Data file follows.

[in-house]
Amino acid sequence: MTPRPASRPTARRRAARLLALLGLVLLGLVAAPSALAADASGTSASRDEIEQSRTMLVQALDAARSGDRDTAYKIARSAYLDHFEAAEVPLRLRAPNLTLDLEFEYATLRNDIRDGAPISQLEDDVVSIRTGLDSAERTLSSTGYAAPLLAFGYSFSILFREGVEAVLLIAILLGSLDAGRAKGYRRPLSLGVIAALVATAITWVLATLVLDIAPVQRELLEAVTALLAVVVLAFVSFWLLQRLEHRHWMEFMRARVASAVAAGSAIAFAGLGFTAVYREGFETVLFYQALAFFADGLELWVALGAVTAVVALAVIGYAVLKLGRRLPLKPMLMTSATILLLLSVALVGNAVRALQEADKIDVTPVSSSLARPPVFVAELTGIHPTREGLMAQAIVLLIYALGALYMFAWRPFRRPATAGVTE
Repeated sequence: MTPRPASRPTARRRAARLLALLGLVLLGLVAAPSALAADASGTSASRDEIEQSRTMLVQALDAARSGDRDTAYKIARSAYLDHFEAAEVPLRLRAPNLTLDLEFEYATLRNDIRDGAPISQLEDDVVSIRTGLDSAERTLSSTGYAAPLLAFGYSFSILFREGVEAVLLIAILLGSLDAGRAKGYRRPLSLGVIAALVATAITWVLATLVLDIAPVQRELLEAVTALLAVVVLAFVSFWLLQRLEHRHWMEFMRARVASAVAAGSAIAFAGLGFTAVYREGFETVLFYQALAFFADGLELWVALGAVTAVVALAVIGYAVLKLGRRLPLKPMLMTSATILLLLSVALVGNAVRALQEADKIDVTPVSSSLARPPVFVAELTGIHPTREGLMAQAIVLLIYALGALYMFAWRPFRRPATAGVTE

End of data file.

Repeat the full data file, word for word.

[in-house]
Amino acid sequence: MTPRPASRPTARRRAARLLALLGLVLLGLVAAPSALAADASGTSASRDEIEQSRTMLVQALDAARSGDRDTAYKIARSAYLDHFEAAEVPLRLRAPNLTLDLEFEYATLRNDIRDGAPISQLEDDVVSIRTGLDSAERTLSSTGYAAPLLAFGYSFSILFREGVEAVLLIAILLGSLDAGRAKGYRRPLSLGVIAALVATAITWVLATLVLDIAPVQRELLEAVTALLAVVVLAFVSFWLLQRLEHRHWMEFMRARVASAVAAGSAIAFAGLGFTAVYREGFETVLFYQALAFFADGLELWVALGAVTAVVALAVIGYAVLKLGRRLPLKPMLMTSATILLLLSVALVGNAVRALQEADKIDVTPVSSSLARPPVFVAELTGIHPTREGLMAQAIVLLIYALGALYMFAWRPFRRPATAGVTE
Repeated sequence: MTPRPASRPTARRRAARLLALLGLVLLGLVAAPSALAADASGTSASRDEIEQSRTMLVQALDAARSGDRDTAYKIARSAYLDHFEAAEVPLRLRAPNLTLDLEFEYATLRNDIRDGAPISQLEDDVVSIRTGLDSAERTLSSTGYAAPLLAFGYSFSILFREGVEAVLLIAILLGSLDAGRAKGYRRPLSLGVIAALVATAITWVLATLVLDIAPVQRELLEAVTALLAVVVLAFVSFWLLQRLEHRHWMEFMRARVASAVAAGSAIAFAGLGFTAVYREGFETVLFYQALAFFADGLELWVALGAVTAVVALAVIGYAVLKLGRRLPLKPMLMTSATILLLLSVALVGNAVRALQEADKIDVTPVSSSLARPPVFVAELTGIHPTREGLMAQAIVLLIYALGALYMFAWRPFRRPATAGVTE